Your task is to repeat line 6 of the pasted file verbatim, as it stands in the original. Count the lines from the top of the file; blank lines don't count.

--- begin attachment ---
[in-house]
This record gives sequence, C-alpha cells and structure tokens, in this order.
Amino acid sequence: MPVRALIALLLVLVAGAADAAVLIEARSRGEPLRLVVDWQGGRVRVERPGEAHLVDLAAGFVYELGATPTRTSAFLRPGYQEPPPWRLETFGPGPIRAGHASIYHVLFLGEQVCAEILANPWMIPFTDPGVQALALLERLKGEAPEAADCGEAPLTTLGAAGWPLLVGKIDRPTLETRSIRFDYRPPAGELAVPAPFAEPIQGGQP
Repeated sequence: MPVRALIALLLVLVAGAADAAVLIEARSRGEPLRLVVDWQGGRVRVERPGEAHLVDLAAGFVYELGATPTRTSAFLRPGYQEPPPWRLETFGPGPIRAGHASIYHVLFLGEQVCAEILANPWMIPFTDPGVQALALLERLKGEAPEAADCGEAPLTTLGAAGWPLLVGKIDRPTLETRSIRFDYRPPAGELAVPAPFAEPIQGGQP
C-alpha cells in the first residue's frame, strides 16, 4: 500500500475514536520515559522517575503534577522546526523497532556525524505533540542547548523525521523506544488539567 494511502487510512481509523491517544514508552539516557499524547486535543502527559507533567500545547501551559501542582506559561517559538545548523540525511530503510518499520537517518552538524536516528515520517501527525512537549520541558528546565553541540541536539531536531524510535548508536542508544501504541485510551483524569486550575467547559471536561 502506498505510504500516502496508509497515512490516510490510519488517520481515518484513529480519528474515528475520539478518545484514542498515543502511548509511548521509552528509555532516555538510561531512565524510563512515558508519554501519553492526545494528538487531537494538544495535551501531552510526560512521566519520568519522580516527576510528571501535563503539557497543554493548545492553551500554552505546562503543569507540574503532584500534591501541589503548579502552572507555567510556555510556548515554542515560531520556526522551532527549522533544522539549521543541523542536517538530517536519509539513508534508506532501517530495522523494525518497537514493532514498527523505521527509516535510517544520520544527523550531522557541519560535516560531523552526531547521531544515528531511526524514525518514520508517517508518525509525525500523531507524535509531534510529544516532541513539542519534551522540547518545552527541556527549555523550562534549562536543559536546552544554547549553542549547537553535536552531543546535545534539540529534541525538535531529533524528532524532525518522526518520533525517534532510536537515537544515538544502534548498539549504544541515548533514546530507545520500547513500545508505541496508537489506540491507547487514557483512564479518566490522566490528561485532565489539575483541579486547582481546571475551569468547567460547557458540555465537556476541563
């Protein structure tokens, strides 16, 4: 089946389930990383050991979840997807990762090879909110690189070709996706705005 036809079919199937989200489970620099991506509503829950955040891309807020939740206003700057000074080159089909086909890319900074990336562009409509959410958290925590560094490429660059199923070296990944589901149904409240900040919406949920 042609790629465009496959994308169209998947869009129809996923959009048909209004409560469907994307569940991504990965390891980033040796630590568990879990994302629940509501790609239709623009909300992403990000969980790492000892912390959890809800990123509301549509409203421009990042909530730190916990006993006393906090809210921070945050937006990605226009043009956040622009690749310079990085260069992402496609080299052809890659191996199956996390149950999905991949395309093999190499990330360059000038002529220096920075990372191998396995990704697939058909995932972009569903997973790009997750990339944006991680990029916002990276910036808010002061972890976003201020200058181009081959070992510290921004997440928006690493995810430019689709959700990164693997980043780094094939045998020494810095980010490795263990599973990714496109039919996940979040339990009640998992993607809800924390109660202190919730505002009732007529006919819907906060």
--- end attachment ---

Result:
């Protein structure tokens, strides 16, 4: 089946389930990383050991979840997807990762090879909110690189070709996706705005 036809079919199937989200489970620099991506509503829950955040891309807020939740206003700057000074080159089909086909890319900074990336562009409509959410958290925590560094490429660059199923070296990944589901149904409240900040919406949920 042609790629465009496959994308169209998947869009129809996923959009048909209004409560469907994307569940991504990965390891980033040796630590568990879990994302629940509501790609239709623009909300992403990000969980790492000892912390959890809800990123509301549509409203421009990042909530730190916990006993006393906090809210921070945050937006990605226009043009956040622009690749310079990085260069992402496609080299052809890659191996199956996390149950999905991949395309093999190499990330360059000038002529220096920075990372191998396995990704697939058909995932972009569903997973790009997750990339944006991680990029916002990276910036808010002061972890976003201020200058181009081959070992510290921004997440928006690493995810430019689709959700990164693997980043780094094939045998020494810095980010490795263990599973990714496109039919996940979040339990009640998992993607809800924390109660202190919730505002009732007529006919819907906060």